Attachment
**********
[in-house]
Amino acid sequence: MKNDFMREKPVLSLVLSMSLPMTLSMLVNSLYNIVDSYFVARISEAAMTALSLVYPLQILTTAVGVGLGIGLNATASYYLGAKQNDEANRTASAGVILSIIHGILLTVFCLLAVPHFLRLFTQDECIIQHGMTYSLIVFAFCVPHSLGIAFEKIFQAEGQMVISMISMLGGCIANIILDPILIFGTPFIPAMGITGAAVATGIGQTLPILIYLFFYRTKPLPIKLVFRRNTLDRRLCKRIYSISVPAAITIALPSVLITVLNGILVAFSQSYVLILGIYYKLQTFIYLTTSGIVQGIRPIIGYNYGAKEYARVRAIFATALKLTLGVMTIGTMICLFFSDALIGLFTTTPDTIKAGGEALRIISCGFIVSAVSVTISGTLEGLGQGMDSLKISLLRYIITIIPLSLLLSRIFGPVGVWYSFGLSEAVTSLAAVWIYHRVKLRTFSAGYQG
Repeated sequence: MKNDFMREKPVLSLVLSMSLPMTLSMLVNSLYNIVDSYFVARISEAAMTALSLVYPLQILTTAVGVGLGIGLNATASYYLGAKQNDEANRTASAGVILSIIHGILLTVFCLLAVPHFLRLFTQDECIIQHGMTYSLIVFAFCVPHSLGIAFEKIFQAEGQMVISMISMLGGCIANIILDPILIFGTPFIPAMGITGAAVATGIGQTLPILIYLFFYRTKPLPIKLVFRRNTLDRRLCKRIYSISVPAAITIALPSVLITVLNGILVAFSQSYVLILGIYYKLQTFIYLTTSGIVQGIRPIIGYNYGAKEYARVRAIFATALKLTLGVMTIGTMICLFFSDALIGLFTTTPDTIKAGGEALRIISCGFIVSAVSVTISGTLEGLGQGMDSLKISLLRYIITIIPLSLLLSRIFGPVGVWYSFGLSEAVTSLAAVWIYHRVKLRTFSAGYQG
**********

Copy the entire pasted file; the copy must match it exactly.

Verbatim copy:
[in-house]
Amino acid sequence: MKNDFMREKPVLSLVLSMSLPMTLSMLVNSLYNIVDSYFVARISEAAMTALSLVYPLQILTTAVGVGLGIGLNATASYYLGAKQNDEANRTASAGVILSIIHGILLTVFCLLAVPHFLRLFTQDECIIQHGMTYSLIVFAFCVPHSLGIAFEKIFQAEGQMVISMISMLGGCIANIILDPILIFGTPFIPAMGITGAAVATGIGQTLPILIYLFFYRTKPLPIKLVFRRNTLDRRLCKRIYSISVPAAITIALPSVLITVLNGILVAFSQSYVLILGIYYKLQTFIYLTTSGIVQGIRPIIGYNYGAKEYARVRAIFATALKLTLGVMTIGTMICLFFSDALIGLFTTTPDTIKAGGEALRIISCGFIVSAVSVTISGTLEGLGQGMDSLKISLLRYIITIIPLSLLLSRIFGPVGVWYSFGLSEAVTSLAAVWIYHRVKLRTFSAGYQG
Repeated sequence: MKNDFMREKPVLSLVLSMSLPMTLSMLVNSLYNIVDSYFVARISEAAMTALSLVYPLQILTTAVGVGLGIGLNATASYYLGAKQNDEANRTASAGVILSIIHGILLTVFCLLAVPHFLRLFTQDECIIQHGMTYSLIVFAFCVPHSLGIAFEKIFQAEGQMVISMISMLGGCIANIILDPILIFGTPFIPAMGITGAAVATGIGQTLPILIYLFFYRTKPLPIKLVFRRNTLDRRLCKRIYSISVPAAITIALPSVLITVLNGILVAFSQSYVLILGIYYKLQTFIYLTTSGIVQGIRPIIGYNYGAKEYARVRAIFATALKLTLGVMTIGTMICLFFSDALIGLFTTTPDTIKAGGEALRIISCGFIVSAVSVTISGTLEGLGQGMDSLKISLLRYIITIIPLSLLLSRIFGPVGVWYSFGLSEAVTSLAAVWIYHRVKLRTFSAGYQG